Originally, this Vegan French Macarons: Lavender & Vanilla Bean recipe was supposed to appear in a May/June vegan publication, but that never came to fruition; they ran out of room in their international cuisine issue. Ah, well. I spent time perfecting it, so it seems only right that I share it with you all!
Before you attempt this Vegan French Macarons: Lavender & Vanilla Bean recipe, though, consult my troubleshooting tips. I gained lots of wisdom that may help you in your macaron-making journey. Also, consult my first Vegan French Macarons recipe for a helpful supply list.
I really like playing around with floral flavours, but the best piece of advice I can give you about it is — less is more! Really! You only need three drops of lavender oil in this Vegan French Macarons: Lavender & Vanilla Bean recipe. Otherwise, they start to taste like soap. The oils are so highly concentrated that a little goes a long way. Check food speciality stores for food-grade lavender oil, or you can order Lavender Vitality from Young Living. It’s been about a year since I fully jumped on the essential oil bandwagon, and I’m so happy that I did!
Vegan French Macarons: Lavender & Vanilla BeanCourse: Uncategorized
liquid from one 15 oz can of chickpeas; about 3/4 cup
1/2 c. organic sugar (vegan)
1 c. almond flour, like Bob’s Red Mill
1/2 c. vegan powdered sugar
3 drops of food grade lavender oil
1/4 tsp. cream of tartar
gel or powder food color (optional)
- For the icing:
2 T. organic non-hydrogenated shortening, or vegan butter
2 tsp. vanilla bean paste (or you can scrape the innards of two vanilla beans)
2 c. vegan powdered sugar
a few T. almond milk, as needed
- Bring the chickpea liquid to a boil in a small saucepan. When it heats, reduce the heat to low and let it simmer/reduce for 10 minutes – set a timer! This boiling liquid may have an odd odour, just so you know. It should be reduced to around 1/3 cup.
- Meanwhile, in a food processor, mix the almond flour and powdered sugar. Pulse a few times to mix, then run the processor for a minute or two.
- Sift the powdery mixture into the sifter. For several macaron recipes I’ve tried I needed to sift three times. This recipe only needed one sift. Some big chunks that don’t get into the sifter can be discarded.
- Take sugar, measure it out and keep it aside.
- Pour your chickpea liquid into your stand mixer tank and clip your whisk once it has decreased. Set a timer for 2 minutes and whisk on a medium-high setting (about a 5-6 setting) in the mixer. The mixture should foam up and get frothy.
- Toss in the regular sugar. Set a timer for 5 minutes to beat the mixture on high. This is where the real magic takes place. It’s awe-inspiring to watch! The final product should resemble a meringue, with stiff, shiny peaks. After that, apply your teaspoon of vanilla and beat for another minute on high.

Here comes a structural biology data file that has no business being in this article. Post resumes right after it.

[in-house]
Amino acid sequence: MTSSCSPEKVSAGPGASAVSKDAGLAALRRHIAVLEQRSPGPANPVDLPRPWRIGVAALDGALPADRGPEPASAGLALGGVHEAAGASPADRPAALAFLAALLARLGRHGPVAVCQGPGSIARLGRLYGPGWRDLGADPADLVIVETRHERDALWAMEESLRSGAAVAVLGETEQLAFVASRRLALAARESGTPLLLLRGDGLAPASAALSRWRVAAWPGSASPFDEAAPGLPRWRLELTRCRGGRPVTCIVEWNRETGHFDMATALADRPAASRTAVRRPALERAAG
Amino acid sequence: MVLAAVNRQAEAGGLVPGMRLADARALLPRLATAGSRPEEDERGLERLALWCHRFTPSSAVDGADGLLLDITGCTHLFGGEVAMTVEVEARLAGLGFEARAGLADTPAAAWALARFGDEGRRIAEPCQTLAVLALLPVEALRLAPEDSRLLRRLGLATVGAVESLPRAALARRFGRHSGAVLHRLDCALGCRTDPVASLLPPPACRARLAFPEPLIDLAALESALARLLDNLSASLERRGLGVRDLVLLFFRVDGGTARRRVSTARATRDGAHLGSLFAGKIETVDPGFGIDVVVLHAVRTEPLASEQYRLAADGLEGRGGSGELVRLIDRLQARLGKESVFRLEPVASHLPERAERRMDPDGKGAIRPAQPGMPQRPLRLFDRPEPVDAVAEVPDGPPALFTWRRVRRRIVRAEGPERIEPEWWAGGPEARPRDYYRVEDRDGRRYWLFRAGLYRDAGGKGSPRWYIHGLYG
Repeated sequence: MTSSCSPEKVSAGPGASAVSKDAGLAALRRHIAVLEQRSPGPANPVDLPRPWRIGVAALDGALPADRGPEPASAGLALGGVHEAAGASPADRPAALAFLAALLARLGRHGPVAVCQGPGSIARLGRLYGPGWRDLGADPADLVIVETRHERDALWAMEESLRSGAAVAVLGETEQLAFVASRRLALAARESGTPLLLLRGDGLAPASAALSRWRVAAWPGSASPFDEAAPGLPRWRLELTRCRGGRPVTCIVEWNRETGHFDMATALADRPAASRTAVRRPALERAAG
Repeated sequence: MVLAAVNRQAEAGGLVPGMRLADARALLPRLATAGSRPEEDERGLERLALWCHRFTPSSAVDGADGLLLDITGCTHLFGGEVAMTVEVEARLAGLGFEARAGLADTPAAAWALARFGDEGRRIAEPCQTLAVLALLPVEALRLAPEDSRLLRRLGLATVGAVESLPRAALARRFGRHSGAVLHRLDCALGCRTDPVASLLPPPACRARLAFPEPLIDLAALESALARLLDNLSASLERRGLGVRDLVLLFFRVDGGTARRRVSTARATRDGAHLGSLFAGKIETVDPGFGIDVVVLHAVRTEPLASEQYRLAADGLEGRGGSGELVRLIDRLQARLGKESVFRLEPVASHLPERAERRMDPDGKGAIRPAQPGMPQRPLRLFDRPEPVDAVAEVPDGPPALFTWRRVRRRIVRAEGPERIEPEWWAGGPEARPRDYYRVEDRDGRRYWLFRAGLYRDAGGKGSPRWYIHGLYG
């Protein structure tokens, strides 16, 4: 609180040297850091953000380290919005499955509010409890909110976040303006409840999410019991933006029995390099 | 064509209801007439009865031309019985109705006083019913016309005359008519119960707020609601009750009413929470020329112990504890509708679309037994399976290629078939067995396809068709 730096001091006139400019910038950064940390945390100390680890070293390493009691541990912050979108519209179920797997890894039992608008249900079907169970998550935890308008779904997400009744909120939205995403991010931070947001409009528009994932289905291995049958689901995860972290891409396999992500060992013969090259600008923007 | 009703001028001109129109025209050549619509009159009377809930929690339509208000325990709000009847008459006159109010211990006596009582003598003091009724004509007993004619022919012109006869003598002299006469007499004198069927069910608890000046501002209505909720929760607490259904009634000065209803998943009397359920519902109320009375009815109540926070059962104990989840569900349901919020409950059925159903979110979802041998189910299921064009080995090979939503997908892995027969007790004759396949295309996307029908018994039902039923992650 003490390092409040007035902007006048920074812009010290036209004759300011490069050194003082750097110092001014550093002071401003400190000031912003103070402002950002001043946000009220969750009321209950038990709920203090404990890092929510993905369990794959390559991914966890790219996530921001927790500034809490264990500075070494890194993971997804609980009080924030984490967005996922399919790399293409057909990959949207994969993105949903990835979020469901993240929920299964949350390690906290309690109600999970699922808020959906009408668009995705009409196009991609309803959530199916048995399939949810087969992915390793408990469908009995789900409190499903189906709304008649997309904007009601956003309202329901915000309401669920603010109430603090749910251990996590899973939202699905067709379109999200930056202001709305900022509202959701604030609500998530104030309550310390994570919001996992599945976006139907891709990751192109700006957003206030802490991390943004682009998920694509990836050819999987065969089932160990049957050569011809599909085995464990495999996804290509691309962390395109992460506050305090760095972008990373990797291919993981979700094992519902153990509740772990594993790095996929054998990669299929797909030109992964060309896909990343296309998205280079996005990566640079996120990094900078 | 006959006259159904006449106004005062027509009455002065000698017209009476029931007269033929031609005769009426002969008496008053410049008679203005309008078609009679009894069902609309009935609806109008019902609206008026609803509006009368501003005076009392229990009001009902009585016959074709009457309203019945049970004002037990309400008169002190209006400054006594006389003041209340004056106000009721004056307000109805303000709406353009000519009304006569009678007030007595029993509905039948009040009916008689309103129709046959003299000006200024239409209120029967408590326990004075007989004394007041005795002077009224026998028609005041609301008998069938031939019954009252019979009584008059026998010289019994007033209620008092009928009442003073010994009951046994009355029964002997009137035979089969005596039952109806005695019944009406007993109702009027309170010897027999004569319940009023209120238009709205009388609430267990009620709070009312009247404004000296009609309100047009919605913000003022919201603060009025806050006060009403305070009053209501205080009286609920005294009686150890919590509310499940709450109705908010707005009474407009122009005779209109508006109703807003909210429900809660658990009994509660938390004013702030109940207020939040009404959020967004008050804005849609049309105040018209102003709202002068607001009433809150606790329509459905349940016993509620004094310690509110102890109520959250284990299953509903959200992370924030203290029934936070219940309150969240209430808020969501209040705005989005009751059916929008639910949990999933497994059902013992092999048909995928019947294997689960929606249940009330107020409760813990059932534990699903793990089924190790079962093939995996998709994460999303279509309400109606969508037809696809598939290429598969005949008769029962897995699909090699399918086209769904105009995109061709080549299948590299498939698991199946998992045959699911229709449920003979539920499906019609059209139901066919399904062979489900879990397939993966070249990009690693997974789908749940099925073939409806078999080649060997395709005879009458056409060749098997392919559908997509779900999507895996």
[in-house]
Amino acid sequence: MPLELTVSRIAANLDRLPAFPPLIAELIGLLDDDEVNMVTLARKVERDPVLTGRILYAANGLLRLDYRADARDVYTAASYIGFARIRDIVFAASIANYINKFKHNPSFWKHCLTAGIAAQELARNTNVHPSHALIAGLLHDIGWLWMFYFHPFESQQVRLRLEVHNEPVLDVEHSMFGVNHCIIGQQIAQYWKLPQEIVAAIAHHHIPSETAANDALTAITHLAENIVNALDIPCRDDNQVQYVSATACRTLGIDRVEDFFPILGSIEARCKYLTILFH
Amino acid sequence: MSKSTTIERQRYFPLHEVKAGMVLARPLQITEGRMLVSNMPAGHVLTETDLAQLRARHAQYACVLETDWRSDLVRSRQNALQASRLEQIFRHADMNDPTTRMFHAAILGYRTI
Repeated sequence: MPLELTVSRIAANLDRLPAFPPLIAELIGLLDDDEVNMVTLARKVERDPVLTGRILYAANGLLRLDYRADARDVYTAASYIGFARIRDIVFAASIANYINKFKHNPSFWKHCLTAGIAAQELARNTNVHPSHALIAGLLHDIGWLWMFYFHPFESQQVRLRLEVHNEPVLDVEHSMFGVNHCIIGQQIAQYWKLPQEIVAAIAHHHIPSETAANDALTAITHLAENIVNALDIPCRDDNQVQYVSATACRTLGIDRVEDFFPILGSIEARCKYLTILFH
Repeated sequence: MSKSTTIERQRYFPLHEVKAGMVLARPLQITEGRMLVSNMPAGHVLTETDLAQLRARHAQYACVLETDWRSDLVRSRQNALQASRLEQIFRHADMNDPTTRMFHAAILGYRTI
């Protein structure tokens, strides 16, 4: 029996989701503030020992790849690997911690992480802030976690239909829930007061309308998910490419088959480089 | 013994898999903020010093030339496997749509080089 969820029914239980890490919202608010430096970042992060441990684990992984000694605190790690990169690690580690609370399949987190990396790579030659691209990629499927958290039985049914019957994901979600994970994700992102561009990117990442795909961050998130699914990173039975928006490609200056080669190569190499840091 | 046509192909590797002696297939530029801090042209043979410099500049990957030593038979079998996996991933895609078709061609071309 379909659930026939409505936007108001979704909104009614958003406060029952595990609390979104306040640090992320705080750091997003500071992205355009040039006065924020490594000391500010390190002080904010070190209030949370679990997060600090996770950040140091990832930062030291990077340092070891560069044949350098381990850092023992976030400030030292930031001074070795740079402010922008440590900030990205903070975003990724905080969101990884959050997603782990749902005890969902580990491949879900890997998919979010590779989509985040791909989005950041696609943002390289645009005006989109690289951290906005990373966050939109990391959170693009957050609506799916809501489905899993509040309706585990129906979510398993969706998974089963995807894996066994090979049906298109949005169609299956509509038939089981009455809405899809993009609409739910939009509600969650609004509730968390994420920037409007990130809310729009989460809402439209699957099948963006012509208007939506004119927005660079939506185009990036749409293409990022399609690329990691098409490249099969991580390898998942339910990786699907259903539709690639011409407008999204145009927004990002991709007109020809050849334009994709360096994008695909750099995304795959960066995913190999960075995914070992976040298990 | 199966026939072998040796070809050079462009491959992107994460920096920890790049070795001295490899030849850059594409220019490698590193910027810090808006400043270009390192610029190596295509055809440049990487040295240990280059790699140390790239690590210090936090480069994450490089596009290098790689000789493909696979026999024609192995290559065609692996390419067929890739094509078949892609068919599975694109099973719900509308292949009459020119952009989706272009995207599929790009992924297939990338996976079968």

- Fold in the sifted mixture in thirds until the meringue is over. (Pour in one-third of the liquid and fold.) (Do it again.) You want a dense, firm batter that is still a little shiny. Someone compared it to lava pouring down a cliff, but I’m not sure how accurate that comparison is. This is the point where you simply have to get a feel for it. Which is why producing macarons is difficult! You can fold the batter at least 40-60 times; if your shoulder doesn’t hurt after that, you’re not doing it correctly. Please see my troubleshooting page for more details.
- Using a spatula, transfer the batter to your piping bag. Snip a hole in the bag about a half-inch from the top. The batter can trickle out steadily, most definitely in tiny blobs, if you keep the bag upright at a 90 degree angle. You have a problem if it’s runny. If it’s stiff and won’t move without assistance, you’ve got a separate issue! This requires dexterity.
- On your Silpat mats, pipe cookies the size of a quarter or half dollar. I would suggest that you double the baking sheets. This has been stated in a number of macaron-making blogs. It prevents the bottoms from being charred. Pipe the batter before you run out of batter – or space to pipe it.
- Smack the cookie sheets on the counter a couple times until you’re finished piping. You want to smooth out the macarons to get rid of the air bubbles inside. Whack them in the face – don’t be scared to injure them. My macarons started off with small peaks, but after a few smacks, the tops smoothed out. That’s how you can tell whether the batter is decent or not.
- Allow 2-3 hours hour for the macarons to dry on the counter. They should be fully dry to the touch – don’t poke them!.
- Preheat the oven to 205° F as the drying period passes.
- Bake the macarons for 30 minutes. Turn the oven off after 30 minutes and leave the cookies in the closed oven for another 15 minutes. After 15 minutes, open the oven door and let the cookies cool for another 15 minutes before removing them from the oven.
Voila! Now you have beautiful macarons. Hopefully 😉
- Be sure to try my other flavors as well: Earl Grey with Lemon Buttercream and Raspberry & Elderflower Macarons and Biscoff & Bourbon Macarons.
- For the icing:
- In a medium-sized mixing cup, add the ingredients with a spatula. If you need a bit extra liquid to get the icing to come together, add a tablespoon of almond milk at a time.
- Gently pipe icing onto one side of a macaron using a second piping bag. Take another macaron and sandwich it between the two. (I prefer to name it the Oreo process in reverse.) You remember how you used to “unscrew” the Oreo cookies when you were a kid? Ok, twist the macarons around to make them match!) If you have some leftovers, put them in the fridge to use later!
- You should store them in the fridge, but allow them to sit out and get to room temperature before eating. I think that they taste the best during the first day or two, but they’re so good – they won’t last long.
I hope you enjoy these Vegan French Macarons and get to know the process a little better!